Normally this time of year would be cause for celebration, a time of Christmas cheer and goodwill to all men. That wasn’t the case for Ethel Major who stood condemned for the murder of her husband Arthur. For her the previous couple of days had been spent sobbing and incoherent as she pondered her imminent … Continue reading On This Day in 1934, Ethel Lillie Major.
As regular readers are aware, I cover true crime here and the death penalty is a regular feature. Being an abolitionist, it's with some small satisfaction that we're going to look at Britain's last executions. To the minute, if you happen to be reading this at 8am. On August 13, 1964 Gwynne Evans and Peter … Continue reading On This Day in 1964 – The Last Executions In Britain.
It's been a while since I last posted due to work and other commitments, so I'll be offering a series of shorter posts dedicated to the etyomology of crime in general, interspersed with the occasional longer post about other things. It's always been curious to me how many words and phrases have crept into common … Continue reading The Etymology Of Crime – Tyburn.
‘The policy of the Administration is to kill, not to better or reclaim.’ – Rene Belbenoit. It is 1852. In France, Emperor Napoleon III, increasingly worried by rising crime and insufficient colonists to consolidate France’s empire, devises a new, dreadful solution. Napoleon isn’t interested in social reform, he’s interested in social cleansing where criminals can … Continue reading Devil’s Island – Colony of the condemned.
Execution has long been part of criminal history. Its more hawkish supporters consider it society’s ultimate sanction for the very worst offenders. Less enthusiastic supporters regard it as a necessary evil and a deterrent to other criminals even while acknowledging its distasteful nature. Opponents believe it’s no deterrent at all, is applied on an arbitrary … Continue reading Death on Wheels – Mississippi’s Travelling Executioner.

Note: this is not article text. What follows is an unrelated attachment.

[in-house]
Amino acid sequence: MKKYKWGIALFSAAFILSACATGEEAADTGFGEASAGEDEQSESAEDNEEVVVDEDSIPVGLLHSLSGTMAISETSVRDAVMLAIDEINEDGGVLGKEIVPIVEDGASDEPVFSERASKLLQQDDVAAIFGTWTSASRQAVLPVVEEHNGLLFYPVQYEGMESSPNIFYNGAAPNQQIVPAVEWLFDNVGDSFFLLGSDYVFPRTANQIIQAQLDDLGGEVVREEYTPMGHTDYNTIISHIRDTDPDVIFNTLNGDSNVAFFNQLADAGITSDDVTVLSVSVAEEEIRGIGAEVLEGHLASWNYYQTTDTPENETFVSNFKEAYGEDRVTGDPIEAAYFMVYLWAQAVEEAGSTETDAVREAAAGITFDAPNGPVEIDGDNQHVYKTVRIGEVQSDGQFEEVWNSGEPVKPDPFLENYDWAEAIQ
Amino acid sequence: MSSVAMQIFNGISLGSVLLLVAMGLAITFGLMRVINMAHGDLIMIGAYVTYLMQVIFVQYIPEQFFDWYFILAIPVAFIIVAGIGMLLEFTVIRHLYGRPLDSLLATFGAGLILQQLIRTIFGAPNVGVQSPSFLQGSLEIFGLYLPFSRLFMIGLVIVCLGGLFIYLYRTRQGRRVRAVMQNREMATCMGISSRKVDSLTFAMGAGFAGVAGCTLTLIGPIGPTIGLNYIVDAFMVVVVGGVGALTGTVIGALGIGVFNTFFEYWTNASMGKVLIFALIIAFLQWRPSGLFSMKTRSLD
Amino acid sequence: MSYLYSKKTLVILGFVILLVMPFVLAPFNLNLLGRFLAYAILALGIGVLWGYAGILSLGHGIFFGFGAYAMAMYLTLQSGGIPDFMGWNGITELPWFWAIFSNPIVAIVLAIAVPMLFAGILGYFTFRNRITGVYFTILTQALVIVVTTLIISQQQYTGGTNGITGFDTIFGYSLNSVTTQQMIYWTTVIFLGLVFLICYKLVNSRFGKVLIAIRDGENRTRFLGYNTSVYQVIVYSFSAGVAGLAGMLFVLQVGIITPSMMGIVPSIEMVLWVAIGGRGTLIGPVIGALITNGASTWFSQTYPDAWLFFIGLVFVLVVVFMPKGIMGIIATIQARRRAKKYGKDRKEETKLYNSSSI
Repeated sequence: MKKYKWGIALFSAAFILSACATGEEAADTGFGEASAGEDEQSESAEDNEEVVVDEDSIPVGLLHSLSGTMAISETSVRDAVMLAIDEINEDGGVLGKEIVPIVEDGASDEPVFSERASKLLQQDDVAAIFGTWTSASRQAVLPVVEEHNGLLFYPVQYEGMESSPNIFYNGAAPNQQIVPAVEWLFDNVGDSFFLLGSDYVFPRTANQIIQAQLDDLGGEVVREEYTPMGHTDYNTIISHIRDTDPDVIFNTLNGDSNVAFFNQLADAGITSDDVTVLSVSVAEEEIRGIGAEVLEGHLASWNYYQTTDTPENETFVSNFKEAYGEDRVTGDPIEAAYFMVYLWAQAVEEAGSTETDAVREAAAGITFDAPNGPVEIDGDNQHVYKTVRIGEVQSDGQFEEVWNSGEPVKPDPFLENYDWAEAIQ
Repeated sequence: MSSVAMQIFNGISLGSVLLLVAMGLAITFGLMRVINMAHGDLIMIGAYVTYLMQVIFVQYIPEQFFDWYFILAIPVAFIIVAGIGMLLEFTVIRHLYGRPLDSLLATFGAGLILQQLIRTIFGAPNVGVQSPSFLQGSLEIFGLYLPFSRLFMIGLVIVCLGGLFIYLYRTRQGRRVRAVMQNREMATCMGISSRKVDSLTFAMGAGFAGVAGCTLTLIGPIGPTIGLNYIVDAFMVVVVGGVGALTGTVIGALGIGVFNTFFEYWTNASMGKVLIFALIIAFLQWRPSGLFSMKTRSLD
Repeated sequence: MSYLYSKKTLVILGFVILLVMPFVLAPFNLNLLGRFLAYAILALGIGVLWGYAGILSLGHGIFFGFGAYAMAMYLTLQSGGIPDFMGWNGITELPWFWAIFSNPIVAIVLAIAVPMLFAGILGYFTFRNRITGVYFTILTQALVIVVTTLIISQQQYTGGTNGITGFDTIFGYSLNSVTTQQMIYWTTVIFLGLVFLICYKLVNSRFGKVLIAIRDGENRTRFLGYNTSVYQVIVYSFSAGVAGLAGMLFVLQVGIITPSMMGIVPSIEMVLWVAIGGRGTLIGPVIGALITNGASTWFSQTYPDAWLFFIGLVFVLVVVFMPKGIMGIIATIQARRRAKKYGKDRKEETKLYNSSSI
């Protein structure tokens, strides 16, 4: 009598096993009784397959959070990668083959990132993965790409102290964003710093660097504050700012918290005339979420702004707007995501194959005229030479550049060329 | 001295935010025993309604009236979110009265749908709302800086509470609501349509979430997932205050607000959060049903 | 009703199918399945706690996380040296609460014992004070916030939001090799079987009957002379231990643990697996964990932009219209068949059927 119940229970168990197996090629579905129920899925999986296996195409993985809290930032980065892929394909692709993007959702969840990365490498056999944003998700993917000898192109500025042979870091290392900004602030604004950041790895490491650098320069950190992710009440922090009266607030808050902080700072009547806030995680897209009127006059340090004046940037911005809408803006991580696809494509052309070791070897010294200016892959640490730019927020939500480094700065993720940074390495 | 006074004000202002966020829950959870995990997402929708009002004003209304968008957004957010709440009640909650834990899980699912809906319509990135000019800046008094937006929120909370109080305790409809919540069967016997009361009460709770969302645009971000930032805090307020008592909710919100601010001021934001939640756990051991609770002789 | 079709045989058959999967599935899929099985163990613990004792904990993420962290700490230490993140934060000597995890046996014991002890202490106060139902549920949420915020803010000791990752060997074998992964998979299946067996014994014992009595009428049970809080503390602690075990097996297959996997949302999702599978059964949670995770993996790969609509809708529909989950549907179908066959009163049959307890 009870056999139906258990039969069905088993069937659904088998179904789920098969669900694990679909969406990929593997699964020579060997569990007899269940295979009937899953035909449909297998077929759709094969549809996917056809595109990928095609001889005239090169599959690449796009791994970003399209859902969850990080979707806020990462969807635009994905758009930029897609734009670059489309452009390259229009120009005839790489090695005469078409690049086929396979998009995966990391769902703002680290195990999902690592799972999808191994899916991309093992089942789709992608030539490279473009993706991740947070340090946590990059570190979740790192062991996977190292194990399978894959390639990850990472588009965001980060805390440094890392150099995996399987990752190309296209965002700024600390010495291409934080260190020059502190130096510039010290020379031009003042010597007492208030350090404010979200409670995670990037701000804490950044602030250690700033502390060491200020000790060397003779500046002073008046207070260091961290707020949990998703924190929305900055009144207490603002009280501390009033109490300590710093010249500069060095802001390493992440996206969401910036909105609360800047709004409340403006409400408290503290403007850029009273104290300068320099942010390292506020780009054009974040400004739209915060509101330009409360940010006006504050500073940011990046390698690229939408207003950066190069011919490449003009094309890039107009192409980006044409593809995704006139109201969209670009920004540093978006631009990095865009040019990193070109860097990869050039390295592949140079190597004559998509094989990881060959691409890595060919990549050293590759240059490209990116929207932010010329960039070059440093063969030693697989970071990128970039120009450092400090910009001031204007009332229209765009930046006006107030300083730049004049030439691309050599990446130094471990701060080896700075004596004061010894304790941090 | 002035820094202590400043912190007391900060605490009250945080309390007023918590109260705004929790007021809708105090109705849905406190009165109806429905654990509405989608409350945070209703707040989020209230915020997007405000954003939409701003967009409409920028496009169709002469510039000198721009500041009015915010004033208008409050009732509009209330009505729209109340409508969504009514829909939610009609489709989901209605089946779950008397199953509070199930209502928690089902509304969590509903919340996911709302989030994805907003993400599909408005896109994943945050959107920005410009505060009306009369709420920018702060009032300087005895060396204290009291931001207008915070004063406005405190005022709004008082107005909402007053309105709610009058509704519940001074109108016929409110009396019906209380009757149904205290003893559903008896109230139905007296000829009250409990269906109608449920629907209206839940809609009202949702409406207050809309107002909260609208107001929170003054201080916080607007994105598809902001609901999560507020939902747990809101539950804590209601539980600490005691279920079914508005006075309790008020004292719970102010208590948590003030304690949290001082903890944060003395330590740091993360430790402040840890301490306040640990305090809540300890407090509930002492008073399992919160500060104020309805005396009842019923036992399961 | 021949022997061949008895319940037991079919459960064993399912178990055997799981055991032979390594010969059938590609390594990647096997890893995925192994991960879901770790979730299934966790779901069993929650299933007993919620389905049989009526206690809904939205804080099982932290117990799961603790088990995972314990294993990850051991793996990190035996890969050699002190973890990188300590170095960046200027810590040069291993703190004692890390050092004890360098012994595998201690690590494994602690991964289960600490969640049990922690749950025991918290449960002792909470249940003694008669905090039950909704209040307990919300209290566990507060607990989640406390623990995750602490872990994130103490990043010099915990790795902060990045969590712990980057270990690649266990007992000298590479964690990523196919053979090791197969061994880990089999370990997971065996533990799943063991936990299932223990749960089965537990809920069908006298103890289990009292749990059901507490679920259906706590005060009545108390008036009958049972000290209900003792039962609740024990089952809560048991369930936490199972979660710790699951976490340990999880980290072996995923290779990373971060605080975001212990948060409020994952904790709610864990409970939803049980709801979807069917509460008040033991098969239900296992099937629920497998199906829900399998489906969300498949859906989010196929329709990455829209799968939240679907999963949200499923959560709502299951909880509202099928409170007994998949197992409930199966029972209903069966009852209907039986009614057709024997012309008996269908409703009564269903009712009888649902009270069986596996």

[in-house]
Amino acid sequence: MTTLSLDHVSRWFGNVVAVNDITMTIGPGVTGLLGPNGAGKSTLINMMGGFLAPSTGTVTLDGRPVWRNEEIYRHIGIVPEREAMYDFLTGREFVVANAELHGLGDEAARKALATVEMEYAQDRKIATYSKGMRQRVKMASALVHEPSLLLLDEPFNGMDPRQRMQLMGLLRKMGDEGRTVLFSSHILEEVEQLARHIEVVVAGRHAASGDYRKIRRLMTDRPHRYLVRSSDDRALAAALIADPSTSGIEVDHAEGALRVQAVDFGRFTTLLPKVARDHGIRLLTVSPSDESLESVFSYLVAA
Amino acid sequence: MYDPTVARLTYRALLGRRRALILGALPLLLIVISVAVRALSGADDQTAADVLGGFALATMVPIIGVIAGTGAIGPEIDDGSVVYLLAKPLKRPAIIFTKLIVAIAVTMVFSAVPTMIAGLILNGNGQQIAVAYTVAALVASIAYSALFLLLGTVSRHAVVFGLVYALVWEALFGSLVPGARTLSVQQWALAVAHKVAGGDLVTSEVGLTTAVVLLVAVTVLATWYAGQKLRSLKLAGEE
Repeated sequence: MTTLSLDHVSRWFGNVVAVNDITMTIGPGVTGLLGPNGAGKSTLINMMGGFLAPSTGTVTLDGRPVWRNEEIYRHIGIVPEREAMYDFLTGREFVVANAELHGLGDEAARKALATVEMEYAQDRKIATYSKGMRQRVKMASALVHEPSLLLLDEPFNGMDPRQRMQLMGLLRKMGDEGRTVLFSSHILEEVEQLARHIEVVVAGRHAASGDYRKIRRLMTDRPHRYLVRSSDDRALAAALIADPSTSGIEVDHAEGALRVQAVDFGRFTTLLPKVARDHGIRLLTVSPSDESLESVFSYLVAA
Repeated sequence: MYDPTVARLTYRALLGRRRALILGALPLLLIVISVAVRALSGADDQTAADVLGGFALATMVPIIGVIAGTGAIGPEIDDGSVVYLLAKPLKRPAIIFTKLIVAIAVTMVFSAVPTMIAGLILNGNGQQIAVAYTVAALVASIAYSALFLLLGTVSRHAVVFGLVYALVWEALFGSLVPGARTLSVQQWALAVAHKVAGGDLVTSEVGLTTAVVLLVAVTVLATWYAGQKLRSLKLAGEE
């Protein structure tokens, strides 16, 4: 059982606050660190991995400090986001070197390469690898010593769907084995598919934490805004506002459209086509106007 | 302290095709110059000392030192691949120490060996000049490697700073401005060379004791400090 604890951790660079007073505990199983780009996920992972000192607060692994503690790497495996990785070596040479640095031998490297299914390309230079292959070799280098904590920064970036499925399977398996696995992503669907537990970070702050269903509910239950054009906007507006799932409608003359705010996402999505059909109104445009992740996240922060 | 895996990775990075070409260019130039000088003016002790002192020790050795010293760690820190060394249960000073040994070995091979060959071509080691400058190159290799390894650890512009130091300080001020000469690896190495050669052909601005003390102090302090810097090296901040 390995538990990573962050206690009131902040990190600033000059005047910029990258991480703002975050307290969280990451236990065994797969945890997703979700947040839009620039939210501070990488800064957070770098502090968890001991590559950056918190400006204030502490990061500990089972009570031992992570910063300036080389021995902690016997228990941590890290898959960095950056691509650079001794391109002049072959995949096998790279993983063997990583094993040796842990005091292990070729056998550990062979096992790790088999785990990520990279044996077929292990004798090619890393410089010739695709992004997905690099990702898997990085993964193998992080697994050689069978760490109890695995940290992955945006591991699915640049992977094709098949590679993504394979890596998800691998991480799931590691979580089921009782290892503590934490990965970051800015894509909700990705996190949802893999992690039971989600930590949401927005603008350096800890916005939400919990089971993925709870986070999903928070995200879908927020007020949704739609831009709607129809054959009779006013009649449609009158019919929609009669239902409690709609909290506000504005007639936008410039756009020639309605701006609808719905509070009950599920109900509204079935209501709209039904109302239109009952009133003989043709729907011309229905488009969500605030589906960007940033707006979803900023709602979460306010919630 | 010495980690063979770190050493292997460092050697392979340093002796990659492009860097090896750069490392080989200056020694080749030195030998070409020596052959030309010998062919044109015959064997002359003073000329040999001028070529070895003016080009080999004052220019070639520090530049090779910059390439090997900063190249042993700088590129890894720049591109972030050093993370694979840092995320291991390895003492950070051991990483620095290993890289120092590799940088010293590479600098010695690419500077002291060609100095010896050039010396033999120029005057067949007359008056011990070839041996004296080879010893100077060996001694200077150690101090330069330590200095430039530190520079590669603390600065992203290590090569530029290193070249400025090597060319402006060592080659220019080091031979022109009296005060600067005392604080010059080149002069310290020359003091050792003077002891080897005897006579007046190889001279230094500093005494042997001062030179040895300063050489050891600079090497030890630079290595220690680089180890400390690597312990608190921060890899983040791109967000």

Meet Henri Charriere. Frenchman, Venezuelan, career criminal, transportee to Devil's Island, denier of the murder that sent him there, happy to claim to have committed a murder while he was there and general storyteller and writer. Also known as 'Papillon (due to a butterfly tattoo on his chest) and writer of the eponymous book turned … Continue reading Papillon – The Butterfly Pinned..?
Crime, it’s a part of human existence. It’s in our culture, our art, our literature, our entertainment. For some of us it’s in our blood. It’s also crossed over into our language. Seemingly normal everyday phrases, the kind most people use without even thinking about their origin, can often have the darkest, most disturbing meanings. … Continue reading On Crime And Conversation – Criminal Slang In Everyday Use.